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Skepter logo 2015.png
"De kritische kijk op paranormale verschijnselen en pseudowetenschap"
Editor-in-chiefMarcel Hulspas (1988–2002)
Rob Nanninga (2002–2014)
Hans van Maanen (2014–)[1]
CategoriesScientific skepticism
FrequencyQuarterly (1988–2006) Semi-annually (2007–present)
Circulation2900 (2300 paid)[2]
PublisherStichting Skepsis
First issueMarch 1, 1988

Skepter is a popular science magazine of the Dutch skeptical foundation Stichting Skepsis. It describes paranormal or controversial theories and methods from a skeptical perspective.


Skepter logo 1988–2014.

In its first issue, the contemporary president of Stichting Skepsis, astronomer Cornelis de Jager, wrote that the paper "could fulfill a useful task in explaining many seemingly miraculous things, and consequently to the clarification of the misconceptions that exist in many people's minds. Education of a hopefully large audience is the first and foremost task of our magazine."[3] From 1988 until 2002, astronomer Marcel Hulspas was editor-in-chief, and when he was succeeded by Rob Nanninga, the magazine first appeared in colour. In 2007, to reduce costs, increase accessibility and facilitate production and distribution, Skepter has been concentrated more and more on the Internet.[4] In that year, the frequency of Skepter was reduced from quarterly to semi-annually. On the other hand, its size grew from 20 pages per issue in 1988 to 48 in 2014. During Nanninga's editorship (2002–2014), the number of subscribers increased from about 1500 to 2200.[5] After Nanninga's death in May 2014, he was succeeded as editor-in-chief by science journalist Hans van Maanen in December.[1]

The paid circulation is more than 2300, the total circulation is at 2900. Since December 2014, the staff consists of editor-in-chief Hans van Maanen and editors Dirk Koppenaal and CSI fellow Jan Willem Nienhuys.[2] The layout was revamped, and plans were announced to start issuing Skepter four times a year again, as was the case before 2007.[6]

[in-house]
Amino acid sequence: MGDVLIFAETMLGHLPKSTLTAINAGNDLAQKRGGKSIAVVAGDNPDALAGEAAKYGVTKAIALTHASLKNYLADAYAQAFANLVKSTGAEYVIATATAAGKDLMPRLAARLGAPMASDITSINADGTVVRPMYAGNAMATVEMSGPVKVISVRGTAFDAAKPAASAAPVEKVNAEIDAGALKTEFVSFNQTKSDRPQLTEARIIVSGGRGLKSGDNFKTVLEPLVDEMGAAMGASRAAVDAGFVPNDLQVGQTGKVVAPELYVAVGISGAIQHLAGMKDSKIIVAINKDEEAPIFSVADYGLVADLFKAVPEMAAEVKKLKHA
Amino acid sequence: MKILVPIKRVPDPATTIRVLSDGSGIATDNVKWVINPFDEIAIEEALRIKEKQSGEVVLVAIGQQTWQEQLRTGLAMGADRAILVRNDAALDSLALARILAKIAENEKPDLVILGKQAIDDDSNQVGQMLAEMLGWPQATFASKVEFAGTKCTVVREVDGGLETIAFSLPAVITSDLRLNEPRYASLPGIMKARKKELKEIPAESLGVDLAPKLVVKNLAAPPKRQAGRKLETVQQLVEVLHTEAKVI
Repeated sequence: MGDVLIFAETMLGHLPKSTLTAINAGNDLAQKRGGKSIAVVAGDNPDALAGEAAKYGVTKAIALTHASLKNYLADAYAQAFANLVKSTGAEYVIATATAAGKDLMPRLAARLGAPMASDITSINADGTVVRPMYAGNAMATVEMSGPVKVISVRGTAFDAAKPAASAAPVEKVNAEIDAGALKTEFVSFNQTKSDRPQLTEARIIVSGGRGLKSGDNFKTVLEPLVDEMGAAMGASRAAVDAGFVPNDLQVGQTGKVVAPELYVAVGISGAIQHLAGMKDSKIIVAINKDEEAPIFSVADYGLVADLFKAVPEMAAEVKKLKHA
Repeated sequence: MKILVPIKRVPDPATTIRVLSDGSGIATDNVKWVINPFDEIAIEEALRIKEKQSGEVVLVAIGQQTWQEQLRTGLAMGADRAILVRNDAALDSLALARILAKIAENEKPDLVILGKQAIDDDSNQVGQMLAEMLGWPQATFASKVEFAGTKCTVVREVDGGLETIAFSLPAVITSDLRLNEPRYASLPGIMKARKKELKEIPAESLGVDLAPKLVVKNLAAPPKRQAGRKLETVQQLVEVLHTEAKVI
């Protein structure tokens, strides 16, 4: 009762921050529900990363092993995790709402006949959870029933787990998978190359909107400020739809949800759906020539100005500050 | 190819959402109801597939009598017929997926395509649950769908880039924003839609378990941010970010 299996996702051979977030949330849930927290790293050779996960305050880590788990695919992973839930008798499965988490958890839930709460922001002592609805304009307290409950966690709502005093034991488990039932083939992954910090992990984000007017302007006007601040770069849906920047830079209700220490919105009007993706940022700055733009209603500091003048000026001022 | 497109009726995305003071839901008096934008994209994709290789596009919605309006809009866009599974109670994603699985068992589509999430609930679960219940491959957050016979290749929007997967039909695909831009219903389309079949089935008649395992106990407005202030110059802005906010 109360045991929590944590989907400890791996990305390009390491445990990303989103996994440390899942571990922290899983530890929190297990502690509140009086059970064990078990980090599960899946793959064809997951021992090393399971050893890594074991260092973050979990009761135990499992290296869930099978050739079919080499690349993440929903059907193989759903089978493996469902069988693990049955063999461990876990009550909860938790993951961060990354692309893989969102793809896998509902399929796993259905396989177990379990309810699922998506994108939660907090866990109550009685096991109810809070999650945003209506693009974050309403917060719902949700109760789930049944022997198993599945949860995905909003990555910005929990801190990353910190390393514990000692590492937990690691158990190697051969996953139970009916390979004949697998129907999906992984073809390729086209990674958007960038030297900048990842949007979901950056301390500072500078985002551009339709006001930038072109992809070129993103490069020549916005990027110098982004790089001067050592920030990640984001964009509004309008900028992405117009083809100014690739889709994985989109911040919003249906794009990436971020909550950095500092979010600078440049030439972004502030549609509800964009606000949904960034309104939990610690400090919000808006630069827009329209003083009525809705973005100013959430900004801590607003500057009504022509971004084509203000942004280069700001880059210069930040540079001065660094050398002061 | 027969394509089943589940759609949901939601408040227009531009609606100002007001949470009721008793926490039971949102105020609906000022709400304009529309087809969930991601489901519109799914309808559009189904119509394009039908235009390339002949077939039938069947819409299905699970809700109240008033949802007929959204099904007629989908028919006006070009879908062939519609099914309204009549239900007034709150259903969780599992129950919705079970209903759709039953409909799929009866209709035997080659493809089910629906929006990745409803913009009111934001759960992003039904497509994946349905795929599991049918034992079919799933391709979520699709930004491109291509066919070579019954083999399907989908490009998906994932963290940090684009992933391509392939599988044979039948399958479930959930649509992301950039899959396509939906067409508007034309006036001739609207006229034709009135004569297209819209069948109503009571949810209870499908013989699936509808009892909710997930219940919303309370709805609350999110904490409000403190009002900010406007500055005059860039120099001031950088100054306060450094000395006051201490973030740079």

The magazine deals with topics such as alternative medicine, magic and the paranormal. Examples include medical claims in reflexology, 9/11 conspiracy theories, tidal forces, the hype surrounding the popular book The Secret, forged doctorates from non-existing universities, the "ridiculous" verdict by an Amsterdam judge that the Vereniging tegen de Kwakzalverij could not label orthomanual therapist M. Sickesz a "quack"[4] (later overturned[7]), iridology, Bach flower remedies, ayurveda, Aqua Detox, magnet therapy applied kinesiology, bioresonance therapy, acupuncture and reiki. Moreover, attention is given to clairvoyance, parapsychology, auras and dowsing, but also to Egyptian pyramids, aliens, crop circles and UFOs. Although Nanninga said that practices such as forging doctorates are a disgrace, he emphasised that (writing about) critical thinking can be interesting.[4]

See also[edit]


  1. ^ a b Pepijn van Erp (18 December 2014). "Hans van Maanen nieuwe hoofdredacteur van Skepter". Skepsis Blog (in Dutch). Stichting Skepsis. Retrieved 18 December 2014.
  2. ^ a b "Skepter: een tijdschrift over pseudowetenschap". Stichting Skepsis website (in Dutch). Stichting Skepsis. Retrieved 18 December 2014.
  3. ^ de Jager, Cornelis (1 March 1988). "Is Para-wetenschap ook wetenschap? Een inleiding". Skepter (in Dutch). Stichting Skepsis. 1 (1).
  4. ^ a b c Martijn van Calmthout (22 September 2007). "Sceptisch over nepdoctors". Algemeen Dagblad (in Dutch). Retrieved 24 August 2014.
  5. ^ Nienhuys, Jan Willem (January 2015). "In memoriam Rob Nanninga". Skepter (in Dutch). Stichting Skepsis. 27 (1): 41.
  6. ^ Israel, Frank Pieter; Nienhuys, Jan Willem (January 2015). "Hans van Maanen hoofdredacteur Skepter". Skepter (in Dutch). Stichting Skepsis. 27 (1): 42.
  7. ^ Andy Lewis (3 August 2009). "Dutch Sceptics Have 'Bogus' Libel Decision Overturned On Human Rights Grounds". The Quackometer. Retrieved 16 May 2014.

External links[edit]